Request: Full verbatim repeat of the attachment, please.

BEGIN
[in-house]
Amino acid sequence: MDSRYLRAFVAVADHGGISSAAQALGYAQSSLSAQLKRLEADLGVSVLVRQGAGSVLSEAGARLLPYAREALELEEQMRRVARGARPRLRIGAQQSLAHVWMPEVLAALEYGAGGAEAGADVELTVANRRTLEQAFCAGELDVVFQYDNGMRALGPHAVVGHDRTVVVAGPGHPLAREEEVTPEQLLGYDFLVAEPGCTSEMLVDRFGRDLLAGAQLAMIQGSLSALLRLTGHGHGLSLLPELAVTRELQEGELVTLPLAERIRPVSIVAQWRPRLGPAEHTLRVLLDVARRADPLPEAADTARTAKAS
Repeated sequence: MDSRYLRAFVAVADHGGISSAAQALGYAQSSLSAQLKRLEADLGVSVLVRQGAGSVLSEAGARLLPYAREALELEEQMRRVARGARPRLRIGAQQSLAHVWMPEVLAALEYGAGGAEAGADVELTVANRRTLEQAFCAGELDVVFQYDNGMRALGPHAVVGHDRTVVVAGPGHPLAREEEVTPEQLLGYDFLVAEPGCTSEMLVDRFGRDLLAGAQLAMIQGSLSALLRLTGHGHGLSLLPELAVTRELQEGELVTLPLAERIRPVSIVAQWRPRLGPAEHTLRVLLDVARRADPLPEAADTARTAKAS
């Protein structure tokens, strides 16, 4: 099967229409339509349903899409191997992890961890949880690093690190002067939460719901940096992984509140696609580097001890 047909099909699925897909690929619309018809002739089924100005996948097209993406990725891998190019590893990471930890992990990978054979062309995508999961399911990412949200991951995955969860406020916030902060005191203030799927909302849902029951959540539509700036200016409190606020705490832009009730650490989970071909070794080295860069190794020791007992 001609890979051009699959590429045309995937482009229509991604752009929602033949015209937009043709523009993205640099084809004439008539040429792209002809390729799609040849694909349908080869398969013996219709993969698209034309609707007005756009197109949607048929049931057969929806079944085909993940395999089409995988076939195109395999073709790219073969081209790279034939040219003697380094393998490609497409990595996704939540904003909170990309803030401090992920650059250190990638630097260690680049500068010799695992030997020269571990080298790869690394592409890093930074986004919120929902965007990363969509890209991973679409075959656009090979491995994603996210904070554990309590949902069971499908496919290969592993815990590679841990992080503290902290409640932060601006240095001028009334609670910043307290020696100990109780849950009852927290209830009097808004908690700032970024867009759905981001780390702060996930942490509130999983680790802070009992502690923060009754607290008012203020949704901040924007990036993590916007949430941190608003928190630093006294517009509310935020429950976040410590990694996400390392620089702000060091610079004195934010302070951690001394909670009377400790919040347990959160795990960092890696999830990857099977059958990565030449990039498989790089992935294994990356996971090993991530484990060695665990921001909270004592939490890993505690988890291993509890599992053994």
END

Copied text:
[in-house]
Amino acid sequence: MDSRYLRAFVAVADHGGISSAAQALGYAQSSLSAQLKRLEADLGVSVLVRQGAGSVLSEAGARLLPYAREALELEEQMRRVARGARPRLRIGAQQSLAHVWMPEVLAALEYGAGGAEAGADVELTVANRRTLEQAFCAGELDVVFQYDNGMRALGPHAVVGHDRTVVVAGPGHPLAREEEVTPEQLLGYDFLVAEPGCTSEMLVDRFGRDLLAGAQLAMIQGSLSALLRLTGHGHGLSLLPELAVTRELQEGELVTLPLAERIRPVSIVAQWRPRLGPAEHTLRVLLDVARRADPLPEAADTARTAKAS
Repeated sequence: MDSRYLRAFVAVADHGGISSAAQALGYAQSSLSAQLKRLEADLGVSVLVRQGAGSVLSEAGARLLPYAREALELEEQMRRVARGARPRLRIGAQQSLAHVWMPEVLAALEYGAGGAEAGADVELTVANRRTLEQAFCAGELDVVFQYDNGMRALGPHAVVGHDRTVVVAGPGHPLAREEEVTPEQLLGYDFLVAEPGCTSEMLVDRFGRDLLAGAQLAMIQGSLSALLRLTGHGHGLSLLPELAVTRELQEGELVTLPLAERIRPVSIVAQWRPRLGPAEHTLRVLLDVARRADPLPEAADTARTAKAS
């Protein structure tokens, strides 16, 4: 099967229409339509349903899409191997992890961890949880690093690190002067939460719901940096992984509140696609580097001890 047909099909699925897909690929619309018809002739089924100005996948097209993406990725891998190019590893990471930890992990990978054979062309995508999961399911990412949200991951995955969860406020916030902060005191203030799927909302849902029951959540539509700036200016409190606020705490832009009730650490989970071909070794080295860069190794020791007992 001609890979051009699959590429045309995937482009229509991604752009929602033949015209937009043709523009993205640099084809004439008539040429792209002809390729799609040849694909349908080869398969013996219709993969698209034309609707007005756009197109949607048929049931057969929806079944085909993940395999089409995988076939195109395999073709790219073969081209790279034939040219003697380094393998490609497409990595996704939540904003909170990309803030401090992920650059250190990638630097260690680049500068010799695992030997020269571990080298790869690394592409890093930074986004919120929902965007990363969509890209991973679409075959656009090979491995994603996210904070554990309590949902069971499908496919290969592993815990590679841990992080503290902290409640932060601006240095001028009334609670910043307290020696100990109780849950009852927290209830009097808004908690700032970024867009759905981001780390702060996930942490509130999983680790802070009992502690923060009754607290008012203020949704901040924007990036993590916007949430941190608003928190630093006294517009509310935020429950976040410590990694996400390392620089702000060091610079004195934010302070951690001394909670009377400790919040347990959160795990960092890696999830990857099977059958990565030449990039498989790089992935294994990356996971090993991530484990060695665990921001909270004592939490890993505690988890291993509890599992053994």